America may have started the fast-food chain restaurant, but France perfected it.
McDonald’s has been testing a new kind of restaurant design overseas, and today debuted the first U.S. restaurant based on the concept at 809 Sixth Ave. The French-style McDonald’s has three distinctive features: its architecture, concierges and a standalone McCafe with an expanded pastry collection.
“We really invested here to try to disrupt one of the hardest places to do business and one of the most rewarding,” says PJ Fonseca, the franchisee who owns the new Chelsea restaurant. “We’re changing the culture to make it customer-facing.”
That begins with the design, which was created by architect Patrick Norguet, though Fonseca (who went to school for architecture) contributed his notes on adapting the interior elements for New York. The decor conforms to current minimalist trends, with a mix of longer tables (some wide enough for laptops — the restaurant has free wi-fi) in addition to booths and regular two- and four-person tables.
“It’s sleek, it’s modern, it fits into the New York style of user,” says Fonseca. “You have that ambiance you want in a New York restaurant, you have table service and people following up with you, ‘How’s your food?’ We’re trying to keep contact with you until you walk out the door.”
It’s an interesting move, as industry trends are moving in the direction of ever-decreasing human interaction, especially the almost totally automated Eatsa, the California quinoa automat restaurant that has already opened a second location in the city.
While the half-dozen digital ordering kiosks make sense from a business standpoint — people order more at them — there’s every attempt to interact with customers, from a greeting at the door (on press day, a bilingual employee greeted everyone and assisted several customers in Spanish) to delivering your food to your table, then coming around to make sure you’re enjoying it. There are also regular cashiers if you prefer to order the olf-fashioned way.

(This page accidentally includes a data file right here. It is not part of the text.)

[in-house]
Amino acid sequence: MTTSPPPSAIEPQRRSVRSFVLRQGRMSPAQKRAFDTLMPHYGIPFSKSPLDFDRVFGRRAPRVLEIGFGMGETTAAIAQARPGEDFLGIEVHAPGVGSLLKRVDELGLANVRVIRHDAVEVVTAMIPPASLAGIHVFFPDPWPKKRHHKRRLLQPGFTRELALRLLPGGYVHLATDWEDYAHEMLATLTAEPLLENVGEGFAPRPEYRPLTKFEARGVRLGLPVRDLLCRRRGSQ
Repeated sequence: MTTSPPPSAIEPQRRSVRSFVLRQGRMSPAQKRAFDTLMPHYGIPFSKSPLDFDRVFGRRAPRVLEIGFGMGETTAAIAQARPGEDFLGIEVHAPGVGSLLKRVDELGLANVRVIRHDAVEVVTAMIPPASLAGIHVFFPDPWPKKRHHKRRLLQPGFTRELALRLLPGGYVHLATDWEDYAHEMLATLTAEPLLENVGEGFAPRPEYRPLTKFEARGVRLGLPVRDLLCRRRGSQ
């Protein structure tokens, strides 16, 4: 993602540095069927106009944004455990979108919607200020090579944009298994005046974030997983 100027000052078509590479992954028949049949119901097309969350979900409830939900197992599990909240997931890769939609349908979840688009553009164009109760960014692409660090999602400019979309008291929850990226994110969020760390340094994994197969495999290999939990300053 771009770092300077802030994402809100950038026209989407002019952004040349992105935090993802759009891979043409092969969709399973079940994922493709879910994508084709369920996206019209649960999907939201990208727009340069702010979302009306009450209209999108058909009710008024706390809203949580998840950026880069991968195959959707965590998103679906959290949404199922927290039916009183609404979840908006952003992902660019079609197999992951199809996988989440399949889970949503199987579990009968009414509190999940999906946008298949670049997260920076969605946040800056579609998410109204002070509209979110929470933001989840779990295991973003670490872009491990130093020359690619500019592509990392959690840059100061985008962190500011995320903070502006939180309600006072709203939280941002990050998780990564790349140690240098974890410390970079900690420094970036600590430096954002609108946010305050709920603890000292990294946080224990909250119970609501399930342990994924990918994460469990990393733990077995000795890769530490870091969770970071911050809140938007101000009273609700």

Menu-wise, all the classics are accounted for, with the addition of three Signature Crafted sandwiches: pico guacamole, maple bacon dijon and sweet barbecue with bacon. (We tried the last one, which contained unadvertised grilled onions and a slice of non-American cheese, so don’t think you’re just ordering a “flavor.”) The sandwiches can be made with a single quarter-pound beef patty, or fried or grilled chicken chicken, and placed on a choice of traditional sesame or a denser artisanal bread bun.
Separate from the food for those who just want a coffee and pastry is a McCafe, a standalone half-circle counter in the center of the restaurant with its own cashier, counter seating and serving a selection of “French-inspired” pastries, which are baked daily.
These were the real surprise of the new location — we got to try the chocolatine, which is in everything but name a chocolate croissant with three stripes of chocolate rather than the usual two and made with the same three-butter process used in France. The result is a soft and dense but still flaky shell and real dark chocolate, not too sweet and definitely not available for $1.29 anywhere else (though it is a smaller version than usual).
The regular croissant (also small) is the same price, while the rest of the treats — chocolate chip cookies, “muffin toppers” (about the size of the palm of your hand) in lemon poppyseed, double chocolate and blueberry flavors, and cinnamon cream cheese and raspberry pastries — are 99 cents or two for $1.79.
All of these changes add up to what Gino Potesta, the New York regional vice president of McDonald’s, describes as “a journey to modernize our restaurants to create a more customized and comforting customer experience.”